|Oct/Nov 2005 Nonfiction|
I've been thinking all week about how hard some of the folks who were hit by Katrina fought—or are fighting—to stay on their land. In this case, come Hell or High Water. I think I can understand it. I come from a poor background where parts of my family have spent about four generations on the same ridge—not counting the ones who were already there when the white folks arrived. The only thing they had was the land. People would go to Columbus, Ohio and get jobs, buy a house or rent, and every weekend or holiday they'd load up the car and head for Home. If the jobs failed, you parked another trailer along the lane leading to Maw and Paw Weethee's house and moved back Home. It was the one security in an uncertain world for people who didn't have the education and resources to have much economic or political control of their own lives.
I was different; I fought like a lynx with her paw caught in a trap to get free of the land. You'd think that I never looked back once I got off of the ridge. Yet, I planted a stand of dill in a certain spot in my garden that I never harvest, I just let it seed itself and keep growing. The wind blows across it and right in my bedroom window most nights, and I can smell it. It's a familiar, comforting smell, but it's not "right." The earth scent underlying the green is the rich, almost sweet soil of Michigan. After twenty years that smell is "home" to most of me but. I can still close my eyes and smell the iron, dusty earth-smell of Redmund—Red Mud—ridge. Or farther in, Clio, where the scent of pines covered in an even layer of the red clay dust was everywhere in summer. I used to camp once a year in Southern Ohio, right across the river from Gallipolis in West Virginia, and I'd set my tent so that the wind came over the river to me if I could. Even though many of my memories of West Virginia aren't sweet, for some reason that scent always brought sweet, sad dreams to me.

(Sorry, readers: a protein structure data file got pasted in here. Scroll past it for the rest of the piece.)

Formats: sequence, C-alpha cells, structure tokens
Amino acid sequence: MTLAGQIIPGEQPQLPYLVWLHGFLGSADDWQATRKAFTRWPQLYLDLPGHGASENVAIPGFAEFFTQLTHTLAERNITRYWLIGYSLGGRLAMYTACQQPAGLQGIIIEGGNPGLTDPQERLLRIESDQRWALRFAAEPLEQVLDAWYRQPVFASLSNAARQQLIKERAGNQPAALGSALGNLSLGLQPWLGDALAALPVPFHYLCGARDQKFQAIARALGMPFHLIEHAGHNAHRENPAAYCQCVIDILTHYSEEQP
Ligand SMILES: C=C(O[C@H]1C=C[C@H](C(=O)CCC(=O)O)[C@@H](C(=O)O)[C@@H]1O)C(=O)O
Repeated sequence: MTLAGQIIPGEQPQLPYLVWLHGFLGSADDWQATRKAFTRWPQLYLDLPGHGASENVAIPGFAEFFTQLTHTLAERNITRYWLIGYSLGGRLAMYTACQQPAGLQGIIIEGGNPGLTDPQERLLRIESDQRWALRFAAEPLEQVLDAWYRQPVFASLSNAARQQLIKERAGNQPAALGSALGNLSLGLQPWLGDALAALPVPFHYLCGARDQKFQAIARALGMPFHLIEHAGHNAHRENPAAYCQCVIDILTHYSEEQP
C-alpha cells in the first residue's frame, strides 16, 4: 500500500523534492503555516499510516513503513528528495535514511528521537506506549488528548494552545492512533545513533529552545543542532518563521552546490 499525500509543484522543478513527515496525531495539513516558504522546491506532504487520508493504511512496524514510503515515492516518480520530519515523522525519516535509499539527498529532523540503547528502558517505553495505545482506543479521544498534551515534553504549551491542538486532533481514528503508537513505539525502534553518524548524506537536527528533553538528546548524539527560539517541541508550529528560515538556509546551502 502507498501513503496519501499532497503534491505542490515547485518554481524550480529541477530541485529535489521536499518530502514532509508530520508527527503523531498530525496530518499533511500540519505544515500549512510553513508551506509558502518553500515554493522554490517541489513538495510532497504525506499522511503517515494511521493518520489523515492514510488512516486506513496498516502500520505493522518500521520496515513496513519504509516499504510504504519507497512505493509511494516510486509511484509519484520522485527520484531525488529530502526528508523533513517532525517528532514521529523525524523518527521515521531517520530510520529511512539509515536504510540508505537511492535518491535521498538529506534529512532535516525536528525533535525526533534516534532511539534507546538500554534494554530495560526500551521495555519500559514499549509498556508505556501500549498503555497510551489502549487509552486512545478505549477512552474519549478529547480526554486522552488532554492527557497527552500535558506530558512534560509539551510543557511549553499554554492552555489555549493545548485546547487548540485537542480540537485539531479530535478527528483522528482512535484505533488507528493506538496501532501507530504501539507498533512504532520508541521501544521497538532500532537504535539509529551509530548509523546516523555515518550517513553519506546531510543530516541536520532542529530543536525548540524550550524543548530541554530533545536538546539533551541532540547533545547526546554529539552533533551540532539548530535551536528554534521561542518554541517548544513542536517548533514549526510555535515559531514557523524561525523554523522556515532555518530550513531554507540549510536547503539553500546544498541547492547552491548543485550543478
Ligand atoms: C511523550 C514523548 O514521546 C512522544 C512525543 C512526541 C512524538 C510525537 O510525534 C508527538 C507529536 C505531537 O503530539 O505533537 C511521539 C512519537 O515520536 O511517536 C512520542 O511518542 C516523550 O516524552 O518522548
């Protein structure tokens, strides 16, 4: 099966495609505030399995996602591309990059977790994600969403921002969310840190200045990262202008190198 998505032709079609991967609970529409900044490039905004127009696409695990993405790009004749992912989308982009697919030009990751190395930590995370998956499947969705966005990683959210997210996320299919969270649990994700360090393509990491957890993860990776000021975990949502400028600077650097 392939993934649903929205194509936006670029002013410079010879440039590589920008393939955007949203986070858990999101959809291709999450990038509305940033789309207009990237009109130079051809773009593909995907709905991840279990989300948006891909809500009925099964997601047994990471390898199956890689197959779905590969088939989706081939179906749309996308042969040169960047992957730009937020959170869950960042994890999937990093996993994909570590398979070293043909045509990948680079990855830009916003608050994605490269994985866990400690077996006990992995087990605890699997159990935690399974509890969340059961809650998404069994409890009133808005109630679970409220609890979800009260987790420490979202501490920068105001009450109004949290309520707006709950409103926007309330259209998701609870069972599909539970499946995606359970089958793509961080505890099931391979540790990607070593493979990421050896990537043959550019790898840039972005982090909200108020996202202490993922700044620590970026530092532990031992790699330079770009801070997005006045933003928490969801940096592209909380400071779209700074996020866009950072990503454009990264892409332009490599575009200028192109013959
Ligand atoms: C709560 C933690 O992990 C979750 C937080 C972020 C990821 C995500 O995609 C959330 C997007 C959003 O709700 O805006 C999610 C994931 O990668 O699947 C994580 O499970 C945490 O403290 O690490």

This house and this land that I live in now, I love it passionately but with the knowledge born of over forty years of loss that my time here is temporary. I don't have children to pass it down to, although whoever gets this land after me is going to remember me forever unless they haul off every ounce of topsoil on the place. They'll be fighting chives, mint, sweetgrass and dill if they're into smooth lawns and if they aren't, they'll enjoy them as I did. The chives are actually from the Sheriff's stay here fifty years ago, according to the old woman who has lived in the house behind our lot for seventy years. The people who lived here just before us fought those chives grimly for thirty years, and they still popped up in strange places. I just dug them up when I found them and parked them in one spot. We get along.
What would I do if some disaster happened? It's not likely to happen here on the scale of Katrina, even earthquakes are a distant threat—the soil's sandy around here.
But, what if? The answer I get is: I'd leave. I could. If I had the opportunity, the things that I'd pack and haul if I had time would be the strangest mix of stuff: every lignum board I could stuff in the car, if we had one anyway. The rare files that I've shaped just so to get the right curve on a carving. My Navajo rug and blanket would go even if I had to wear them on my back. But I'm struck by the fact that as I think of this hypothetical disaster my first thought is always of the living creatures I'm responsible for and for things. Not the land. It was here before me and it will be here after me. We'll haunt each other as long as we exist. Wherever I would be after leaving here, I'd wake in the night, missing the special mixed scents of southernwood and dill coming in through the window and the damp, sweet woodsy scent of this particular ground. Here, the ground will always have strange herbs pop up in odd places. The lilacs will have an eerie air about them some nights. When you walk in certain spots you'll take in the smell of sweetgrass.